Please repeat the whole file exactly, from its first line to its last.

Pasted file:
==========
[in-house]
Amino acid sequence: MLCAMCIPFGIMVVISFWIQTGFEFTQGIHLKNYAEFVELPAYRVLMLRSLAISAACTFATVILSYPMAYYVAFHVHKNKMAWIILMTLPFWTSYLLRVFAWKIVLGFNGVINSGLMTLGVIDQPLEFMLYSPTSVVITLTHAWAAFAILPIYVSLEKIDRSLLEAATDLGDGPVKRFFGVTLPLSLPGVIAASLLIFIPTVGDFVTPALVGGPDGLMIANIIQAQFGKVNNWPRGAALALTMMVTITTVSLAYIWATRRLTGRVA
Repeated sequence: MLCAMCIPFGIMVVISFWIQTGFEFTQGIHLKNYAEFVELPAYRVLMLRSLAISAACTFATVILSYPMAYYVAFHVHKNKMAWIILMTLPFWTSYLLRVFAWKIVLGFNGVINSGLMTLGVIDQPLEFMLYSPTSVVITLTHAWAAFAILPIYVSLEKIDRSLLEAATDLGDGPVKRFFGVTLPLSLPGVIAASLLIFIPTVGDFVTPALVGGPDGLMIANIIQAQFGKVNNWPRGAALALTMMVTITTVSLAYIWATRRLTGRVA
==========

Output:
[in-house]
Amino acid sequence: MLCAMCIPFGIMVVISFWIQTGFEFTQGIHLKNYAEFVELPAYRVLMLRSLAISAACTFATVILSYPMAYYVAFHVHKNKMAWIILMTLPFWTSYLLRVFAWKIVLGFNGVINSGLMTLGVIDQPLEFMLYSPTSVVITLTHAWAAFAILPIYVSLEKIDRSLLEAATDLGDGPVKRFFGVTLPLSLPGVIAASLLIFIPTVGDFVTPALVGGPDGLMIANIIQAQFGKVNNWPRGAALALTMMVTITTVSLAYIWATRRLTGRVA
Repeated sequence: MLCAMCIPFGIMVVISFWIQTGFEFTQGIHLKNYAEFVELPAYRVLMLRSLAISAACTFATVILSYPMAYYVAFHVHKNKMAWIILMTLPFWTSYLLRVFAWKIVLGFNGVINSGLMTLGVIDQPLEFMLYSPTSVVITLTHAWAAFAILPIYVSLEKIDRSLLEAATDLGDGPVKRFFGVTLPLSLPGVIAASLLIFIPTVGDFVTPALVGGPDGLMIANIIQAQFGKVNNWPRGAALALTMMVTITTVSLAYIWATRRLTGRVA